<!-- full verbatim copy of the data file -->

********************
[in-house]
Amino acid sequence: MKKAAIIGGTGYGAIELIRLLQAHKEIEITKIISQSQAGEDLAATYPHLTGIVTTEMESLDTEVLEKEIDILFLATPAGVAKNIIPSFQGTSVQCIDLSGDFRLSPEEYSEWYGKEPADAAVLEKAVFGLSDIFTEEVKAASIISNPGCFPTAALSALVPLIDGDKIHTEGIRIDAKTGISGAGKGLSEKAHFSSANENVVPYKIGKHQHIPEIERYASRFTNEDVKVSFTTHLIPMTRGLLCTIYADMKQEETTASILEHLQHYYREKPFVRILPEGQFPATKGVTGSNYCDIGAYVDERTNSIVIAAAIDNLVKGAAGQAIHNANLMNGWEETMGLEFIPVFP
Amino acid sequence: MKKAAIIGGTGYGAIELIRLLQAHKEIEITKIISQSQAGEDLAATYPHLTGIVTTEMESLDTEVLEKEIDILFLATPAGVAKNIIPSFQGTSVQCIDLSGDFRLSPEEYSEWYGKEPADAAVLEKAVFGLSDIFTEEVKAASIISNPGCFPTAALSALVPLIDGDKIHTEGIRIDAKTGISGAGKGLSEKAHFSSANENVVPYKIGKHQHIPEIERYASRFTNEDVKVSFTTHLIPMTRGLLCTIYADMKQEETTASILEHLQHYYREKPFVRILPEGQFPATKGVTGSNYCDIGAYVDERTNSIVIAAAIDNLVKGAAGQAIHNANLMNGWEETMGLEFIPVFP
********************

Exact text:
[in-house]
Amino acid sequence: MKKAAIIGGTGYGAIELIRLLQAHKEIEITKIISQSQAGEDLAATYPHLTGIVTTEMESLDTEVLEKEIDILFLATPAGVAKNIIPSFQGTSVQCIDLSGDFRLSPEEYSEWYGKEPADAAVLEKAVFGLSDIFTEEVKAASIISNPGCFPTAALSALVPLIDGDKIHTEGIRIDAKTGISGAGKGLSEKAHFSSANENVVPYKIGKHQHIPEIERYASRFTNEDVKVSFTTHLIPMTRGLLCTIYADMKQEETTASILEHLQHYYREKPFVRILPEGQFPATKGVTGSNYCDIGAYVDERTNSIVIAAAIDNLVKGAAGQAIHNANLMNGWEETMGLEFIPVFP
Amino acid sequence: MKKAAIIGGTGYGAIELIRLLQAHKEIEITKIISQSQAGEDLAATYPHLTGIVTTEMESLDTEVLEKEIDILFLATPAGVAKNIIPSFQGTSVQCIDLSGDFRLSPEEYSEWYGKEPADAAVLEKAVFGLSDIFTEEVKAASIISNPGCFPTAALSALVPLIDGDKIHTEGIRIDAKTGISGAGKGLSEKAHFSSANENVVPYKIGKHQHIPEIERYASRFTNEDVKVSFTTHLIPMTRGLLCTIYADMKQEETTASILEHLQHYYREKPFVRILPEGQFPATKGVTGSNYCDIGAYVDERTNSIVIAAAIDNLVKGAAGQAIHNANLMNGWEETMGLEFIPVFP